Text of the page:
Many Dementia Cases Can Be Prevented by Avoiding These 12 Things

by DailyHealthPost Editorial

According to a recent Lancet’s study, researchers identified 12 risk factors that could be modified to delay or prevent ~40% of dementia cases. There’s nothing new about the concept of prevention being better than cure. If you care about your brain then keep on reading.

The new update included 3 new risk factors that researchers believe need to be addressed – mid-life head injuries, excessive alcohol abuse, and exposure to air pollution

The previous 9 risk factors mentioned in a 2017 report included social isolation, physical inactivity, diabetes (especially in 65+ year-olds), mid-life hearing loss, less or sub-par K-12 education, hypertension, smoking, obesity, and depression.


According to the World Health Organization (WHO), there are ~50 million dementia cases in the world today with ~10 more million being added every year. It’s estimated that the total number of on-going dementia cases will rise to ~150 million by 2050. This is especially true for low- and middle-income countries and societies where the majority of dementia cases take place. It’s also worth noting that dementia is more common in women than in men.

On a positive note, some countries are seeing an overall decrease in dementia cases. The proportion of older people living with dementia in France, the UK, and the US have fallen. Experts believe it’s partly due to lifestyle changes, demonstrating the possibility of reducing dementia through preventative measures.

The study was presented at the Alzheimer’s Association International Conference (AAIC 2020). According to Lon Schneider, MD, the co-director of the USC Alzheimer Disease Research Center, both individuals and policymakers should consider adopting the following interventions:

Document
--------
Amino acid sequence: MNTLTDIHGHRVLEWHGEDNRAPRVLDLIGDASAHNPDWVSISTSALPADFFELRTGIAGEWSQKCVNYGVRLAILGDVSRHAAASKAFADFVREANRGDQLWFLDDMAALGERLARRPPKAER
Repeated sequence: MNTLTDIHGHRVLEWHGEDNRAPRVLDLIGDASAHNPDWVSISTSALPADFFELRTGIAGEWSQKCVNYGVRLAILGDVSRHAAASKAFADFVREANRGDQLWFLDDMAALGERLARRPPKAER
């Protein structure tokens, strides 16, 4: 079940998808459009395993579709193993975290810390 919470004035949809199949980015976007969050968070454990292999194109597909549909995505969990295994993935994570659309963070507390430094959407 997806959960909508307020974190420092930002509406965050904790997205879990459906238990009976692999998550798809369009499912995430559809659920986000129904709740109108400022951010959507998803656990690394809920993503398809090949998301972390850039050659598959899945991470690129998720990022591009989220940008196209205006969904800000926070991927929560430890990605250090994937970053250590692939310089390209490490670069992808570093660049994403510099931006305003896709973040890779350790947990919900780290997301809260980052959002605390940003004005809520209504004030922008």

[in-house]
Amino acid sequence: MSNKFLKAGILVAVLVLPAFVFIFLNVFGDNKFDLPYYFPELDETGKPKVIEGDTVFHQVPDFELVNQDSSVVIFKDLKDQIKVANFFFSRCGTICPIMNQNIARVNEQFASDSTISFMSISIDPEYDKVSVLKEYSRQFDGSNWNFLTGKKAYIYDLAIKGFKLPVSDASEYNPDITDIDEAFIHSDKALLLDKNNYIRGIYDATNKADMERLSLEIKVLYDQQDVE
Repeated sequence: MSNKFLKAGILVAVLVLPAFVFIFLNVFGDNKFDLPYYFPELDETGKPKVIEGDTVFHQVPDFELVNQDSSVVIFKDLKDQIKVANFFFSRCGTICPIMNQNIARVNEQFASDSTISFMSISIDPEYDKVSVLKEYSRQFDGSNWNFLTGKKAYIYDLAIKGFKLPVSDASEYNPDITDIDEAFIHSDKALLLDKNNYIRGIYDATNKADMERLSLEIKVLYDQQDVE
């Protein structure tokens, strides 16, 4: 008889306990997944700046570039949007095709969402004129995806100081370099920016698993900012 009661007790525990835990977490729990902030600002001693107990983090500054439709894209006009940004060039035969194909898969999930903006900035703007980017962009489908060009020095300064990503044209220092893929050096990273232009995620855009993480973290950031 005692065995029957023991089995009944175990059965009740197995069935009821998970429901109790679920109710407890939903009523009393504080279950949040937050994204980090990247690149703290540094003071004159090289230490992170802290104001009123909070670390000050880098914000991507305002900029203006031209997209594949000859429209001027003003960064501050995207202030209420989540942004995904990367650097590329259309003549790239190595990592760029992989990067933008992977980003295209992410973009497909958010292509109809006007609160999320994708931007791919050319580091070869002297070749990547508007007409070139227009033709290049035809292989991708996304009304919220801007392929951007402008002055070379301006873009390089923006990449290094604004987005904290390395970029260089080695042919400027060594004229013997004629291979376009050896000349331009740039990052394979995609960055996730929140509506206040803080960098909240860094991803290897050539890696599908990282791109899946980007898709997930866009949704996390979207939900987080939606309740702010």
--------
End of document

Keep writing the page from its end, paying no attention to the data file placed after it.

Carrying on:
1. Reduce hearing loss risk from high noises and encourage the use of hearing aids to reduce the effects of hearing loss.
  2. Prevent head injuries by adopting better protective measures in high-risk professions.
  3. Maintain systolic blood pressure below 130 mm Hg from the age of 40 and above.
  4. Limit the exposure to air pollution, including second-hand tobacco smoke.
  5. Stop smoking.
  6. Reduce weekly alcohol intake to 21 units (one unit of alcohol equals 10ml or 8g pure alcohol) at most.
  7. Ensure that all children get access to adequate primary and secondary education.
  8. Reduce obesity and limit the risk factors for diabetes.
  9. Lead a more socially active lifestyle.
  10. Be physically active. 
  11. Improve sleep and stress management.

In essence, the report advocates that a more holistic and evidence-based approach to dementia can have a drastic influence on the lives of tens of millions of people. The report also points out that more governmental attention should be given to family caregivers of people with dementia as the former are prone to increased anxiety and depression.